A whole day without Teri and Willie - it's just not the same, but Al learned well and managed Uber all on his own. We visited some museums, (all in Spanish so Al enjoyed it but I didn't get very far), had a nice lunch, enjoyed a flash rain storm, and went through the packing routine yet again. Where did all this stuff come from?
Some Buenos Aires observations - there are fancy shopping areas with all the brand names we see everywhere in the world, but also neighborhoods with lots of little bitty speciality shops. Candy, farmacia, wine, cigars, trinkets, paint, hardware, pastry, fruit and veggies, bread, desserts, flowers, etc. You could take your little wicker basket and get everything you need on one or two streets. Many of them have the European style of metal shutters to cover the windows when they close, so the streets look kind of unfriendly and dark. McDonald's and Starbucks everywhere. There are what appear to be garbage collection bins that apparently go under the street because I saw a guy open the door and cram three big full bags in that little space. Better than piling the bags all over the streets like some cities do.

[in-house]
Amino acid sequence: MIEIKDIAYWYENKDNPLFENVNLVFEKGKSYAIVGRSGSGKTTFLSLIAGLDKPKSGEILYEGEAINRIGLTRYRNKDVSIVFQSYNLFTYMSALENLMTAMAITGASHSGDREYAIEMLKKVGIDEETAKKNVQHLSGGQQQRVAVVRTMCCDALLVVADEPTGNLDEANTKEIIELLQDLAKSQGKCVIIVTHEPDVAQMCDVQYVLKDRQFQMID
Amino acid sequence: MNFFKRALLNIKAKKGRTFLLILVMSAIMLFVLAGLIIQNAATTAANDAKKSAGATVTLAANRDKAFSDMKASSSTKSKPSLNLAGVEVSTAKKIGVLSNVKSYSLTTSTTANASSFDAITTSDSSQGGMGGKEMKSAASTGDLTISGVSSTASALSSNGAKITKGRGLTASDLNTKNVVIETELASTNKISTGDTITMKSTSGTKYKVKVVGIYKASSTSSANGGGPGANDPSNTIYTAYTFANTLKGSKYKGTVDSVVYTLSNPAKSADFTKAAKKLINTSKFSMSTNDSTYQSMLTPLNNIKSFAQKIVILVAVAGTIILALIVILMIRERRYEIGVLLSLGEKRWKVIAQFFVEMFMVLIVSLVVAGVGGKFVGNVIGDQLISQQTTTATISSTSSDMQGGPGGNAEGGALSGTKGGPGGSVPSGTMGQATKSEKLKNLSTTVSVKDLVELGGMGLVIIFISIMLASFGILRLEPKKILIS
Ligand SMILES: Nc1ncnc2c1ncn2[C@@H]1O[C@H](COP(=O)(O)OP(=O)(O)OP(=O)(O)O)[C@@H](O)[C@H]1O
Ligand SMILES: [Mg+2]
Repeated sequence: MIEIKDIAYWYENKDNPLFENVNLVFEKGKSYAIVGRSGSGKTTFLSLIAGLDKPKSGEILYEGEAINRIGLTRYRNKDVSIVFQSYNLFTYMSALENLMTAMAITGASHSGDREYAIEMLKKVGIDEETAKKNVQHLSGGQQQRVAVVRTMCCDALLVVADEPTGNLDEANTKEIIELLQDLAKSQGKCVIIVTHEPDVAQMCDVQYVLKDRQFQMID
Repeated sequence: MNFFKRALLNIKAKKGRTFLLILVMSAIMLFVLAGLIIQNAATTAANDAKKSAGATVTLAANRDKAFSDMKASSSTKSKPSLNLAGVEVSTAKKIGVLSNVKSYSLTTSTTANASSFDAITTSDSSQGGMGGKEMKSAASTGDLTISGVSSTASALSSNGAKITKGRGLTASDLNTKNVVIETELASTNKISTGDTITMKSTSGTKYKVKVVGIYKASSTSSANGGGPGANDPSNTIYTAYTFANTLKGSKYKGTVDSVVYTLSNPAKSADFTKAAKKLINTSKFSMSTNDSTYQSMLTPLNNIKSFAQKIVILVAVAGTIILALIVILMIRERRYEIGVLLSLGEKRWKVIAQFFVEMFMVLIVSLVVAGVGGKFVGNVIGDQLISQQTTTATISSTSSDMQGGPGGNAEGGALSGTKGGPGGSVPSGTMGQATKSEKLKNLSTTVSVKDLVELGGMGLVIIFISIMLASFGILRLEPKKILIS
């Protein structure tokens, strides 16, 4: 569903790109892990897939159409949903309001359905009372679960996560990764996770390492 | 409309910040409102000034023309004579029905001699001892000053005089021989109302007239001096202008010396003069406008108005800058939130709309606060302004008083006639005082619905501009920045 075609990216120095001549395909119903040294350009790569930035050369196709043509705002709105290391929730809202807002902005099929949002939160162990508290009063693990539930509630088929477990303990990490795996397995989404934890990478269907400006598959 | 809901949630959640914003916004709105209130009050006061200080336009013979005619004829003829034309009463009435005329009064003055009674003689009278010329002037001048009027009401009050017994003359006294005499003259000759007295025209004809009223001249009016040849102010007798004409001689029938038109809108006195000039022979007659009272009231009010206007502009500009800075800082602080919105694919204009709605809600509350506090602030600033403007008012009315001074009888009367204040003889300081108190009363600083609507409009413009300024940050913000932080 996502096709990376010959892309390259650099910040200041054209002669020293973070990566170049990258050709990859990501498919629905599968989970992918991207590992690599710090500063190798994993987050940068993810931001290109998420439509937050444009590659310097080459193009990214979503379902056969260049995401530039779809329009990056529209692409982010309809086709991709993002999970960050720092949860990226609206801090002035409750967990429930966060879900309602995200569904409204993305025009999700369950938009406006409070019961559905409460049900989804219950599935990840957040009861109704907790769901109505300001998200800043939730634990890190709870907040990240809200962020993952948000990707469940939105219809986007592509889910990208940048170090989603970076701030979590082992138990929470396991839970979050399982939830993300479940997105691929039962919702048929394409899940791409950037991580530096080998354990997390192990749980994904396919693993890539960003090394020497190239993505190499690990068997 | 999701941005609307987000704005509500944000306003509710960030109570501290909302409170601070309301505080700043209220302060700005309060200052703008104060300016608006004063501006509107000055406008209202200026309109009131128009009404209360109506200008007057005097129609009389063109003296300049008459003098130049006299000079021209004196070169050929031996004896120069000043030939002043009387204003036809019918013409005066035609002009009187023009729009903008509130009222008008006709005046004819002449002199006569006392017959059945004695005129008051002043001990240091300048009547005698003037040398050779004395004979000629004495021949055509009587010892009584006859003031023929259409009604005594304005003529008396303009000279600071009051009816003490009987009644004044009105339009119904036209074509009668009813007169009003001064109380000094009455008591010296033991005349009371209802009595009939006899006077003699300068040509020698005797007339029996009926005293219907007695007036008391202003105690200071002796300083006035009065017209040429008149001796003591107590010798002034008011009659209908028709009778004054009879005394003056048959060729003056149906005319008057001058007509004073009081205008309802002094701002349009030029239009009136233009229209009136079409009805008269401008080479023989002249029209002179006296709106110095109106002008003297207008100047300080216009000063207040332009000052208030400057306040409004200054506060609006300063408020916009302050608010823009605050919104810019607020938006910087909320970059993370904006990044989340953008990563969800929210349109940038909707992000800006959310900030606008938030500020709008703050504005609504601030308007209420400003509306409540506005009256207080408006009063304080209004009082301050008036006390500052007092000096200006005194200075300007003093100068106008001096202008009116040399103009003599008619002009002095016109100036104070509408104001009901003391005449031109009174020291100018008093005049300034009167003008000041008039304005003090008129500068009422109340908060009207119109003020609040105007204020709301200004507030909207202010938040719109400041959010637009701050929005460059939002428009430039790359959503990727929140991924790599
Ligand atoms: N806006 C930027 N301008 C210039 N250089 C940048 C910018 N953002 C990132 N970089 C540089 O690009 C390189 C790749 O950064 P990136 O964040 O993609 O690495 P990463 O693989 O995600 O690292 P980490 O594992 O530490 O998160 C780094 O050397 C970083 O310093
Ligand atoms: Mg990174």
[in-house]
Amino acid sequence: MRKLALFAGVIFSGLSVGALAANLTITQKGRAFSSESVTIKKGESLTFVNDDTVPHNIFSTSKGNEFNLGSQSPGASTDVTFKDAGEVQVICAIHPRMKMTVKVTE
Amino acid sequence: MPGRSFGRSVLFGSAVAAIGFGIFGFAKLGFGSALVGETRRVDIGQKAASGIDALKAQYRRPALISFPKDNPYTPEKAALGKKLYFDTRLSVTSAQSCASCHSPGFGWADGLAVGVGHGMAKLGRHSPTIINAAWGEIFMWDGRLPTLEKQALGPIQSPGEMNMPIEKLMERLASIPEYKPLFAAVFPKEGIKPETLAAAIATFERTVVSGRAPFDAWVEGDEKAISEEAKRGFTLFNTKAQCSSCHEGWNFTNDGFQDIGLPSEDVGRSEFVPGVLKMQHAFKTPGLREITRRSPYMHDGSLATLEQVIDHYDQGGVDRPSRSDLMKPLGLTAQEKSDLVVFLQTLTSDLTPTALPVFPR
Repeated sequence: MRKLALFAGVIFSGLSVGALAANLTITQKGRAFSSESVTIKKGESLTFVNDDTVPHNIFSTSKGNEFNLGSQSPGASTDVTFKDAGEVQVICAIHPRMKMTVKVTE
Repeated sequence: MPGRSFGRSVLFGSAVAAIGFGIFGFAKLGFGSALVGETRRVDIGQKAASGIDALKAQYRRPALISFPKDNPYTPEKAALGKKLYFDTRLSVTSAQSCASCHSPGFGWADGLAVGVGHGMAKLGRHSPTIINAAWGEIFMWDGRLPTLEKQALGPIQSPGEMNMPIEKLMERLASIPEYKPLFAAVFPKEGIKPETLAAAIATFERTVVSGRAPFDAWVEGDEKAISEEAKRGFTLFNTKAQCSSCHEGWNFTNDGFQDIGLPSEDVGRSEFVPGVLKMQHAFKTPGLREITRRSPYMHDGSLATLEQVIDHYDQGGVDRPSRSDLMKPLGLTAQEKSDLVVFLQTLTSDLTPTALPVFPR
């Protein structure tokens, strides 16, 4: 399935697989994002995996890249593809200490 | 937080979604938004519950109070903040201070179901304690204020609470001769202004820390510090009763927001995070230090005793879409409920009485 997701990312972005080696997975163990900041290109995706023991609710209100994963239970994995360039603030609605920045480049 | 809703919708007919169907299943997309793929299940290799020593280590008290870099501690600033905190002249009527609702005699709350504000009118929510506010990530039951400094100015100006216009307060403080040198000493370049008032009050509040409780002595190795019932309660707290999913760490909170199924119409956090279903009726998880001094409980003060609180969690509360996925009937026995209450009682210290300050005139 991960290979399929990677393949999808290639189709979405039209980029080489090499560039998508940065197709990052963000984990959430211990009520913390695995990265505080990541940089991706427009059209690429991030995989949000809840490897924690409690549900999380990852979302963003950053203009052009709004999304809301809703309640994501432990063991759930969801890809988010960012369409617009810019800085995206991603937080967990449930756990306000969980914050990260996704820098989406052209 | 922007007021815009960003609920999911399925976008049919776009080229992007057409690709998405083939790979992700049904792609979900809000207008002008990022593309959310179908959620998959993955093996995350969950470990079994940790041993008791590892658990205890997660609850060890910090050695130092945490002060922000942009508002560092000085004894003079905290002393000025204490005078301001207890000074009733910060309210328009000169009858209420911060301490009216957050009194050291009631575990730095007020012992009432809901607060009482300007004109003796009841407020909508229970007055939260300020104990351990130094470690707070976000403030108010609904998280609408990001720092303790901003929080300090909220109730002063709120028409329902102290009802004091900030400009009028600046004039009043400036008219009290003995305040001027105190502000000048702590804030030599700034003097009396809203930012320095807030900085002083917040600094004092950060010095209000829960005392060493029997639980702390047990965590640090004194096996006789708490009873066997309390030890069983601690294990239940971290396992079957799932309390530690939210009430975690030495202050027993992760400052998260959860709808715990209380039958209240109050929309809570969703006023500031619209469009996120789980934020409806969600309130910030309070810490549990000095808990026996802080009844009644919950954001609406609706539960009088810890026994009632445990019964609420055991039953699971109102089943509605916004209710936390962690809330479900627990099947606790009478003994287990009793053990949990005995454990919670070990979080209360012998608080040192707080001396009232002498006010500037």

Drivers Ed must be effective because they seem to very law abiding in spite of winding down tiny streets then speeding down 8 or 10 lane streets.
It seems like Chile and Argentina both have trouble caring for their streets and sidewalks, so it's imperative to be paying close attention to your feet (along with paying attention to the traffic and the sights and where is your hubby). Not in construction zones, just right in the street. Lucky I've only fallen down once. So far. Wanna see some examples?